Editor’s Note: Issac Bailey is a longtime journalist based in South Carolina who writes for McClatchy and the Batten Professor of Public Policy at Davidson College. He’s the author of “My Brother Moochie: Regaining Dignity in the Face of Crime, Poverty and Racism in the American South.” His latest book is “Why Didn’t We Riot? A Black Man in Trumpland.” The views expressed in this commentary are his own. View more opinion on CNN.
Let me tell you what self-censorship on an elite college campus looks like – what it feels like, how it sounds, the way it smells.
It looks like an 18-year-old Black boy quietly folding his first college exam and hurriedly stuffing it into his bookbag – afraid one of his classmates, each of whom is White, might see that it was he who had earned a 48 on a test whose average score was 88 and the highest a 98.
This boy graduated near the top of his class in an underfunded, segregated public high school that was more than 90% percent Black. He grew up in an environment where outsiders routinely deemed students like him potentially violent and not smart enough to compete with the White students at a school eight miles down the road.
Self-censorship in college looks like this boy, sitting in an academic building constructed with the help of slave labor on a campus in which Robert E. Lee’s birthday was celebrated annually by a fraternity, where Confederate flags could sometimes be spotted in dorm room windows in a state that seceded in a failed attempt to establish a country founded on the false belief that God had ordained that Black people would be forever enslaved by White people.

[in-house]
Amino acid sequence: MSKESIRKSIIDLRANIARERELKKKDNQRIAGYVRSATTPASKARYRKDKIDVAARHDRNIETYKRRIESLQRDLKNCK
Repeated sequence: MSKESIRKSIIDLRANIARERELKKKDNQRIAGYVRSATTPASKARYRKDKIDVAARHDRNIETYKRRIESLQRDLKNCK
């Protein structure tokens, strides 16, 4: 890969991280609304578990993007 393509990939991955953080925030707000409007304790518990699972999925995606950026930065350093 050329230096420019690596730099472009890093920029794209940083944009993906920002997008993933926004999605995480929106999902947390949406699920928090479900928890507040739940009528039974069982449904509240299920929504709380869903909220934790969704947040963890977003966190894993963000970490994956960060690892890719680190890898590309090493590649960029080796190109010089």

A boy who would utter his oldest brother’s name not once during his four years on campus because of wondering how his wealthier classmates would react to that brother being in prison for murder. A boy who would come across essays by Black conservatives urging Black parents to not allow their kids to go to elite colleges where their children’s SAT score was more than 100 points lower than the school average, a boy who knew his was nearly 300 points off that mark. Essays you knew your mom wouldn’t read because she was forced to drop out of school as a little girl and wouldn’t get her GED until years later and your father wouldn’t because he was always too tired after 12-hour shifts at the local Georgia Pacific paper plant to read anything other than operator’s manuals.
It feels like your heart trying to launch itself through your chest it’s beating so fast, so hard, feels as though you’ve let down everyone wearing skin the color of yours.
It sounds like silence because though you can see the smiles and rapidly moving lips on the White students in the classroom, you can’t hear anything, as though time decided to stand still to ensure you’d have to endure that humiliation for what feels like forever.
It sounds like silence because you speak with such a severe stutter that you had convinced yourself it was best not to participate in classroom discussions or study groups in the weeks leading up to the test.